I once saw an amazing thing. I had walked to a pond near my house. It was close to sunset. A mother and father mallard duck were with their little ones in the middle of the pond. 

The mother quacked and started for the reeds. All the ducklings followed but one. One stayed back. The mother noticed, and after she had taken all the others to the shore, she went back and quacked some more. 

That duckling refused to follow her. So she leaped upward and landed on top of the duckling over and over pushing him under the water. She finally stopped; she turned towards home and the duckling meekly followed. Like most of us, he learned his lesson the hard way.

The mother mallard could have left that one duckling to go on its rebellious way, but she didn’t. She knew if she did, he would die. Like the shepherd in another story, she left her other babes at home and turned to seek and save her one disobedient duckling.

Here are some verses on finding shelter under God's wings:

 “How precious is Your loving kindness, O God! And the children of men take refuge in the shadow of Your wings.”   Psam 36:7

“For You have been my help, And in the shadow of Your wings I sing for joy.”  Psalm 63:7

“Keep me as the apple of the eye; Hide me in the shadow of Your wings.”   Psalm 17:8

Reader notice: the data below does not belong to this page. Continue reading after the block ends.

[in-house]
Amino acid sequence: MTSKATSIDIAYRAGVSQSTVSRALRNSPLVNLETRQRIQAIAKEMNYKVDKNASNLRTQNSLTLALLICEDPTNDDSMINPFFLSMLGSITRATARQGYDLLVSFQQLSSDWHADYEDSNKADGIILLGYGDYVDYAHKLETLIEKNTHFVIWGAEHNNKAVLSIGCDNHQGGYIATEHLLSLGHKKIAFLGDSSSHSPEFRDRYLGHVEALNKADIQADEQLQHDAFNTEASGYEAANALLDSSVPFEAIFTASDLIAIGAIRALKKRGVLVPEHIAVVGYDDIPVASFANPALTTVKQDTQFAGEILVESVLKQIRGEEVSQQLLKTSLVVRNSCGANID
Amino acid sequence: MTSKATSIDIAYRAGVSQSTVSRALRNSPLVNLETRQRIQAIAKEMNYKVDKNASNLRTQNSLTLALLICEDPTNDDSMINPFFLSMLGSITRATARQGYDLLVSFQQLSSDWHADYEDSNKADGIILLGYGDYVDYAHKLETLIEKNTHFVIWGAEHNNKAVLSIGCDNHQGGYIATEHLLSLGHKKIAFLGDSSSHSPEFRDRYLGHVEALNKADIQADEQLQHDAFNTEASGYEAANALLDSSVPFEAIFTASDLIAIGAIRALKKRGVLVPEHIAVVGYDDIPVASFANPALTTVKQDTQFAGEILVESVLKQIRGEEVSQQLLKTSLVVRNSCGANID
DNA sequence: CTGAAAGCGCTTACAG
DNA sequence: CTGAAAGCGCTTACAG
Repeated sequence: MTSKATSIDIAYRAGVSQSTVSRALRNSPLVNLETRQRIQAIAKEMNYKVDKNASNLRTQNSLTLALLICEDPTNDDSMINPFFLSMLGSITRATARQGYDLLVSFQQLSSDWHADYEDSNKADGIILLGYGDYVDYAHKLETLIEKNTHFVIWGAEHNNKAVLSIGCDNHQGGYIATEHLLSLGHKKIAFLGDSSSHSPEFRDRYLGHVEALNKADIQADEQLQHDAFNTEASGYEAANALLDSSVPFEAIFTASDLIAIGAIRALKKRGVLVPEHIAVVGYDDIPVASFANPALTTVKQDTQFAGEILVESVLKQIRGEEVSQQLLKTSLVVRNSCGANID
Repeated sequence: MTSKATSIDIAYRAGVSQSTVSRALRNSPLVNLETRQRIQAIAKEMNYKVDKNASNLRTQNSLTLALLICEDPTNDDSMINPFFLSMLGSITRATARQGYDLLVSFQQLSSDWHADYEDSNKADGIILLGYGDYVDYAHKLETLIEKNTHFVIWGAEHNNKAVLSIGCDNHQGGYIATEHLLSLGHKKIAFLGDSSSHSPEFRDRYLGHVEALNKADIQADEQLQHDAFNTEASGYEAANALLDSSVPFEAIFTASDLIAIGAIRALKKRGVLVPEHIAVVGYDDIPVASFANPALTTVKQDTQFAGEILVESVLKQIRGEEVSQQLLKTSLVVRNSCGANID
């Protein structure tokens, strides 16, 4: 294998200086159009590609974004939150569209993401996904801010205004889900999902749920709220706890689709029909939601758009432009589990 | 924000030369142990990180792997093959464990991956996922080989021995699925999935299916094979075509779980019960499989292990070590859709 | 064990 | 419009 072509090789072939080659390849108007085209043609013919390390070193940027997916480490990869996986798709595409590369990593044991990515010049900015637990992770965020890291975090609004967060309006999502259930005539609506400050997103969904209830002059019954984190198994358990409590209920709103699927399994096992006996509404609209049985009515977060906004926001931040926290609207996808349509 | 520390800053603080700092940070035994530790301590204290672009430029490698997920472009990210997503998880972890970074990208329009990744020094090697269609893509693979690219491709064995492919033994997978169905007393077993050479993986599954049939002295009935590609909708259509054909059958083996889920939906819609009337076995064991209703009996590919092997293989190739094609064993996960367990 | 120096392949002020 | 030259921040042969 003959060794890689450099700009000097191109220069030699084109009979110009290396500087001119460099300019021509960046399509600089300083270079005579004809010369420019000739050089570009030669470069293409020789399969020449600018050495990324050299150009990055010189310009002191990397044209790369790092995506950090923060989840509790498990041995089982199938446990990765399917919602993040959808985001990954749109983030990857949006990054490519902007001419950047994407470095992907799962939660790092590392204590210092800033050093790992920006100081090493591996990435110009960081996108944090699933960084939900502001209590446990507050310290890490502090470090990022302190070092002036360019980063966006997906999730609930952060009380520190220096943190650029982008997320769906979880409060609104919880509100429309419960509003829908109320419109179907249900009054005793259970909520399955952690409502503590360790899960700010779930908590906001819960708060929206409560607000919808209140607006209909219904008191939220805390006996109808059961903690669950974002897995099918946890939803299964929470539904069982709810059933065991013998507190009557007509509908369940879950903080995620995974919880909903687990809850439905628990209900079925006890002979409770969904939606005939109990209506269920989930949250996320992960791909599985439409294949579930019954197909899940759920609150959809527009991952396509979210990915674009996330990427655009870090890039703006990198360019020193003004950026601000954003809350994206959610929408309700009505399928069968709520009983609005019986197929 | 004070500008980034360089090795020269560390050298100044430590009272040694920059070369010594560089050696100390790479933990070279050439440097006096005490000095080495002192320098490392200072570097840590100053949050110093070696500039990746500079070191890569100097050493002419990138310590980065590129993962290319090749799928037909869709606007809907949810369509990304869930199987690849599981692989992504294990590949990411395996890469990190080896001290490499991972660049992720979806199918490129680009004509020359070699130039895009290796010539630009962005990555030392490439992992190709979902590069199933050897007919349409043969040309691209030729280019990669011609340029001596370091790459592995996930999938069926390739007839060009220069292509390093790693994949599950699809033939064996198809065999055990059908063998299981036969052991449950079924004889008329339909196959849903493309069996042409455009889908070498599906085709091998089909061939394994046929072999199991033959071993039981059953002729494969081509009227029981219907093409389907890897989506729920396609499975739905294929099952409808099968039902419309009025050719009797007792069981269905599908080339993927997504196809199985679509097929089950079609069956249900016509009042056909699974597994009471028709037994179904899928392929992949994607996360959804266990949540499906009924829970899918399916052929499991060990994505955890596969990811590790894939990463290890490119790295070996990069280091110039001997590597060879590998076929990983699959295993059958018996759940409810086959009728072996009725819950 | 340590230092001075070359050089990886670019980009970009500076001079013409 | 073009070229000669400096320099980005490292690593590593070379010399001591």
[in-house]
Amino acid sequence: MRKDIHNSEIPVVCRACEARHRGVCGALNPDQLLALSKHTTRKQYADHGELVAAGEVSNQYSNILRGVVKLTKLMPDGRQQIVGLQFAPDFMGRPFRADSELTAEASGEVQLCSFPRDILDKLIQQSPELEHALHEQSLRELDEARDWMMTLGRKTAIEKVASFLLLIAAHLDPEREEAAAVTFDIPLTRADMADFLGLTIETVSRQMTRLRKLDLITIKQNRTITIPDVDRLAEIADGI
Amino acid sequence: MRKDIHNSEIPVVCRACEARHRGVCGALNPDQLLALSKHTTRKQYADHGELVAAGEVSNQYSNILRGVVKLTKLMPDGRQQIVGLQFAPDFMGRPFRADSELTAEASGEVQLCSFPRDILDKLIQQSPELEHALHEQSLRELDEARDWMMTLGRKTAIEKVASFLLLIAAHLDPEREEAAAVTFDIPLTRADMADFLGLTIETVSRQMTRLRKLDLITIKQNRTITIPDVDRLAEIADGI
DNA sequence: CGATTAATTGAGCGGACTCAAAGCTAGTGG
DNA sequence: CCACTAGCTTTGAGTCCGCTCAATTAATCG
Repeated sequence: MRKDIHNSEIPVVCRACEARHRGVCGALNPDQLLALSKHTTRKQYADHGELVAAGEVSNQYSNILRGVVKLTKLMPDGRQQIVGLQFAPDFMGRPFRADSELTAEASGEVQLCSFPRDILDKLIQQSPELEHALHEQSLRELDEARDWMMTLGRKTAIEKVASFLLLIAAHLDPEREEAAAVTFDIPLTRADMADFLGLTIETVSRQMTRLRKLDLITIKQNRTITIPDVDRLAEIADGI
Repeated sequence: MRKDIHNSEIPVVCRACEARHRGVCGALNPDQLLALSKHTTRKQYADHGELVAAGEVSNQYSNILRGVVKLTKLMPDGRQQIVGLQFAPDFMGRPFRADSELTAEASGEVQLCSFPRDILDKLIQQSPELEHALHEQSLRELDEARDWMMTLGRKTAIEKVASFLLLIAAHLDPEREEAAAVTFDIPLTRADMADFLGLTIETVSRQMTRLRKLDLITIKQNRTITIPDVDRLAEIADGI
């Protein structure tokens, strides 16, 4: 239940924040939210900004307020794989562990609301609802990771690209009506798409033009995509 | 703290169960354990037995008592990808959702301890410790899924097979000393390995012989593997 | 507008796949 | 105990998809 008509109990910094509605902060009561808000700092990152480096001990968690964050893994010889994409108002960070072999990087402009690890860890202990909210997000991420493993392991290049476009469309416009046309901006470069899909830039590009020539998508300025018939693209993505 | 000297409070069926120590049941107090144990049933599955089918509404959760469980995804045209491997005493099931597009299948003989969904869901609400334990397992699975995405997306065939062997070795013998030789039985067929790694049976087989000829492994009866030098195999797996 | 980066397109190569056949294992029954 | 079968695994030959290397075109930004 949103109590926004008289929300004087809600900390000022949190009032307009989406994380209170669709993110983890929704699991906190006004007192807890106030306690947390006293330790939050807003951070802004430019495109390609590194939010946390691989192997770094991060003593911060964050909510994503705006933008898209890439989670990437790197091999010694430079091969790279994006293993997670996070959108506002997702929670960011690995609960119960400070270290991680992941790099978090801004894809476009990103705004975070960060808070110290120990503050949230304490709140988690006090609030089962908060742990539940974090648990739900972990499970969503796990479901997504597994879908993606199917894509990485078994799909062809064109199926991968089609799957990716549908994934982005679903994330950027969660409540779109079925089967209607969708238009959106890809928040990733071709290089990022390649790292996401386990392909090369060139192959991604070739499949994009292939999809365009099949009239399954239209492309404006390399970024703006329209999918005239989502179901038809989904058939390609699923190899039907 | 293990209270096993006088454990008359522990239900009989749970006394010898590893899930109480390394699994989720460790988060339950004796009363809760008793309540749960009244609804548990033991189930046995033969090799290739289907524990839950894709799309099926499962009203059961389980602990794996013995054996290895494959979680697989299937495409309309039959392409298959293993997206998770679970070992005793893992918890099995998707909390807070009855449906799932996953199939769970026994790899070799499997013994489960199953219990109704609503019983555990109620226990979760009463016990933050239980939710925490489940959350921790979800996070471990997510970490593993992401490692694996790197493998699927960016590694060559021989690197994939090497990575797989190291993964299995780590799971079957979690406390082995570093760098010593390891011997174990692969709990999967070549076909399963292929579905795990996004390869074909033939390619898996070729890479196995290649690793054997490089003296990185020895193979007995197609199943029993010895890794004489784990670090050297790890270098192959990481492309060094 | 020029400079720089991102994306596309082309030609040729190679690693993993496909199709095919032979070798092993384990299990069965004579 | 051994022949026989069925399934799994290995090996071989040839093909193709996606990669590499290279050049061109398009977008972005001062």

“Be merciful to me, O God, be merciful to me, for in you my soul takes refuge; in the shadow of your wings I will take refuge, till the storms of destruction pass by.”   Psalm 57:1

“He will cover you with His pinions, And under His wings you may seek refuge; His faithfulness is a shield and bulwark.”  Psalm 91:4

Friday, 25 August 2017

Jesus Enveloped in Sin, Within and Without.

Although I had known Jesus became sin for us, that he took our sins upon his heart, I didn’t think about the depth of that until I read these two verses explained.

 “And he took with him Peter and James and John, and began to be greatly amazed, and sore troubled.And he said to them, "My soul is deeply grieved to the point of death; remain here and keep watch."    Mark 14:33,34

“He began to be greatly amazed, and sore troubled…”These two Greek verbs are as adequately expressed above as seems possible. The first impies "utter extreme amazement;" if the second has for its root "not at home," it implies the anguish of the soul struggling to free itself from the body under the pressure of intense mental distress."